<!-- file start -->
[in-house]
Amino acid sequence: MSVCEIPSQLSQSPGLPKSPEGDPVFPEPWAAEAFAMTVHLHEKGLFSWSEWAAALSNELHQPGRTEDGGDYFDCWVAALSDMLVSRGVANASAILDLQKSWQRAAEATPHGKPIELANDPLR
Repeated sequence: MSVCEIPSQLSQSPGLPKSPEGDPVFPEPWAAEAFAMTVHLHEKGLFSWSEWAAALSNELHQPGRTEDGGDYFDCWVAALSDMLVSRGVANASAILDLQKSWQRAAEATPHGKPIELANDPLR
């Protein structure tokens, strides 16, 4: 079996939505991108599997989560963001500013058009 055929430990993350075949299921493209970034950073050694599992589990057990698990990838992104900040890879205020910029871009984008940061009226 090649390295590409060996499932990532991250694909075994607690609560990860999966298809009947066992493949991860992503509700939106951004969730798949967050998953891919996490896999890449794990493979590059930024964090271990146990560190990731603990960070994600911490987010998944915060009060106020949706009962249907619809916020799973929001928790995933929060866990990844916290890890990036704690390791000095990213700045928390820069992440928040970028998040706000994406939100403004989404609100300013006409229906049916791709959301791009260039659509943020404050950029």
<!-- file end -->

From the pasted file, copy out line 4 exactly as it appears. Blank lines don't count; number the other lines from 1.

């Protein structure tokens, strides 16, 4: 079996939505991108599997989560963001500013058009 055929430990993350075949299921493209970034950073050694599992589990057990698990990838992104900040890879205020910029871009984008940061009226 090649390295590409060996499932990532991250694909075994607690609560990860999966298809009947066992493949991860992503509700939106951004969730798949967050998953891919996490896999890449794990493979590059930024964090271990146990560190990731603990960070994600911490987010998944915060009060106020949706009962249907619809916020799973929001928790995933929060866990990844916290890890990036704690390791000095990213700045928390820069992440928040970028998040706000994406939100403004989404609100300013006409229906049916791709959301791009260039659509943020404050950029």